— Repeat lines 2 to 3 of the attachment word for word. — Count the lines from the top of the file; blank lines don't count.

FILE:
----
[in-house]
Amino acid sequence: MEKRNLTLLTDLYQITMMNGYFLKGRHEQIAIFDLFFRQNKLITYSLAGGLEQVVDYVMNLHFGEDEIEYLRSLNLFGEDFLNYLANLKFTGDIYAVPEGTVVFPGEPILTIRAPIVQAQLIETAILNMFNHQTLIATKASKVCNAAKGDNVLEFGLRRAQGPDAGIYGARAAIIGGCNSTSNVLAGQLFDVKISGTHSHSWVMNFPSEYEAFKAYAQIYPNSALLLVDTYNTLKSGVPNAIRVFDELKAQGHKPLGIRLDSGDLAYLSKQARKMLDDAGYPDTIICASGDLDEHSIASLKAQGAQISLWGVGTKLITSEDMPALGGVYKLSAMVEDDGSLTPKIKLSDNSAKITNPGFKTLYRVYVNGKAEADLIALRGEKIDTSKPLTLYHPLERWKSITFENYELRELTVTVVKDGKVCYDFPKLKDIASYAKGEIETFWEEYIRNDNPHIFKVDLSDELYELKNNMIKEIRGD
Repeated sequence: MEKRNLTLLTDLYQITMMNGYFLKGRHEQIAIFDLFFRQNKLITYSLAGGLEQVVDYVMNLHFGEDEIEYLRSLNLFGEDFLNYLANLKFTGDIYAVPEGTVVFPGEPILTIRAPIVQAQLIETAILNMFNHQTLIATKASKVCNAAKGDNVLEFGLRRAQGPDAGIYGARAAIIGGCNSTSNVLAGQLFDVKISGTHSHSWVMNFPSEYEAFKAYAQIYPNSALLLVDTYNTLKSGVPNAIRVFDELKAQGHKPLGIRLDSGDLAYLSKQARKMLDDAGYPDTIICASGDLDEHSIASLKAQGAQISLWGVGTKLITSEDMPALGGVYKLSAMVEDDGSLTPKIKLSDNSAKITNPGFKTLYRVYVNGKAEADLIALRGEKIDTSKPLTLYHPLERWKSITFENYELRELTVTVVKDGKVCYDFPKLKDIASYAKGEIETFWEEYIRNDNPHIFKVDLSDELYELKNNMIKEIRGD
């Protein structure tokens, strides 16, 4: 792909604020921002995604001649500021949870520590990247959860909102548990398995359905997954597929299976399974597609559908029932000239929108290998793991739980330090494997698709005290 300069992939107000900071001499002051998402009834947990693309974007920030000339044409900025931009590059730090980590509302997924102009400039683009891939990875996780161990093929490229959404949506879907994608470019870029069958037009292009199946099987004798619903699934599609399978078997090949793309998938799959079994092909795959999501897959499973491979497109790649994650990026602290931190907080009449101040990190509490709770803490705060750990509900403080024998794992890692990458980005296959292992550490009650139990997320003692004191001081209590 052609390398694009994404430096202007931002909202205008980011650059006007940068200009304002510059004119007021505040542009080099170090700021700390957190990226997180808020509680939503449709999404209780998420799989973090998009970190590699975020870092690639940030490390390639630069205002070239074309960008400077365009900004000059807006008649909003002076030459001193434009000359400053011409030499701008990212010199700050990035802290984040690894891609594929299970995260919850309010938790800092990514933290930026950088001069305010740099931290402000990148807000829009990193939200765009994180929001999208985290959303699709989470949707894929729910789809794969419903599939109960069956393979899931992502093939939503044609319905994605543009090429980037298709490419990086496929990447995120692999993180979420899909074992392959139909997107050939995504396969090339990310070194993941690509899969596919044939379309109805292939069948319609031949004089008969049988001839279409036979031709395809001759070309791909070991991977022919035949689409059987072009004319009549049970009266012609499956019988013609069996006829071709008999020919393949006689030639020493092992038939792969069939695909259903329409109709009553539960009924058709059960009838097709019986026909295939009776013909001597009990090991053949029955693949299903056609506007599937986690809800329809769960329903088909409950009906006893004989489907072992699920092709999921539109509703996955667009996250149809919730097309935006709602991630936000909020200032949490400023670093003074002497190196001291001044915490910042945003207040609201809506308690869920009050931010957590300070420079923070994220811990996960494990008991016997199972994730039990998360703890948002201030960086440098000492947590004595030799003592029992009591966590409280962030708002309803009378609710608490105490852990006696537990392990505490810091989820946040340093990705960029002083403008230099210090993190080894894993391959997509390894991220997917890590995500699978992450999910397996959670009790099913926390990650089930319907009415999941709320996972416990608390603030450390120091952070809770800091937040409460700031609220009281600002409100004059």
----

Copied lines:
Amino acid sequence: MEKRNLTLLTDLYQITMMNGYFLKGRHEQIAIFDLFFRQNKLITYSLAGGLEQVVDYVMNLHFGEDEIEYLRSLNLFGEDFLNYLANLKFTGDIYAVPEGTVVFPGEPILTIRAPIVQAQLIETAILNMFNHQTLIATKASKVCNAAKGDNVLEFGLRRAQGPDAGIYGARAAIIGGCNSTSNVLAGQLFDVKISGTHSHSWVMNFPSEYEAFKAYAQIYPNSALLLVDTYNTLKSGVPNAIRVFDELKAQGHKPLGIRLDSGDLAYLSKQARKMLDDAGYPDTIICASGDLDEHSIASLKAQGAQISLWGVGTKLITSEDMPALGGVYKLSAMVEDDGSLTPKIKLSDNSAKITNPGFKTLYRVYVNGKAEADLIALRGEKIDTSKPLTLYHPLERWKSITFENYELRELTVTVVKDGKVCYDFPKLKDIASYAKGEIETFWEEYIRNDNPHIFKVDLSDELYELKNNMIKEIRGD
Repeated sequence: MEKRNLTLLTDLYQITMMNGYFLKGRHEQIAIFDLFFRQNKLITYSLAGGLEQVVDYVMNLHFGEDEIEYLRSLNLFGEDFLNYLANLKFTGDIYAVPEGTVVFPGEPILTIRAPIVQAQLIETAILNMFNHQTLIATKASKVCNAAKGDNVLEFGLRRAQGPDAGIYGARAAIIGGCNSTSNVLAGQLFDVKISGTHSHSWVMNFPSEYEAFKAYAQIYPNSALLLVDTYNTLKSGVPNAIRVFDELKAQGHKPLGIRLDSGDLAYLSKQARKMLDDAGYPDTIICASGDLDEHSIASLKAQGAQISLWGVGTKLITSEDMPALGGVYKLSAMVEDDGSLTPKIKLSDNSAKITNPGFKTLYRVYVNGKAEADLIALRGEKIDTSKPLTLYHPLERWKSITFENYELRELTVTVVKDGKVCYDFPKLKDIASYAKGEIETFWEEYIRNDNPHIFKVDLSDELYELKNNMIKEIRGD